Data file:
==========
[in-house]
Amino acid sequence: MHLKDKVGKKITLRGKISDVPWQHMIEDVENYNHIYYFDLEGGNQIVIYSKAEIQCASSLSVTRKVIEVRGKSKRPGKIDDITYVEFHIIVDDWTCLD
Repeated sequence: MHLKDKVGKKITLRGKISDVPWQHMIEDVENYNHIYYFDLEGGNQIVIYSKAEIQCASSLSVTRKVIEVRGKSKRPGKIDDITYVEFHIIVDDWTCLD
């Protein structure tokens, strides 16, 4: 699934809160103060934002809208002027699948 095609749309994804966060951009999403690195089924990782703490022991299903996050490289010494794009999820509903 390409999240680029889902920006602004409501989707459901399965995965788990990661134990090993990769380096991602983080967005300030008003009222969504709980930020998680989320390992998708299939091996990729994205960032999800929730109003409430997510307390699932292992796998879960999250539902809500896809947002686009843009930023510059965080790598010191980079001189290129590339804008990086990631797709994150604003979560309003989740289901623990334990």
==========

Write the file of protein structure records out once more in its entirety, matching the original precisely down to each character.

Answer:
[in-house]
Amino acid sequence: MHLKDKVGKKITLRGKISDVPWQHMIEDVENYNHIYYFDLEGGNQIVIYSKAEIQCASSLSVTRKVIEVRGKSKRPGKIDDITYVEFHIIVDDWTCLD
Repeated sequence: MHLKDKVGKKITLRGKISDVPWQHMIEDVENYNHIYYFDLEGGNQIVIYSKAEIQCASSLSVTRKVIEVRGKSKRPGKIDDITYVEFHIIVDDWTCLD
């Protein structure tokens, strides 16, 4: 699934809160103060934002809208002027699948 095609749309994804966060951009999403690195089924990782703490022991299903996050490289010494794009999820509903 390409999240680029889902920006602004409501989707459901399965995965788990990661134990090993990769380096991602983080967005300030008003009222969504709980930020998680989320390992998708299939091996990729994205960032999800929730109003409430997510307390699932292992796998879960999250539902809500896809947002686009843009930023510059965080790598010191980079001189290129590339804008990086990631797709994150604003979560309003989740289901623990334990």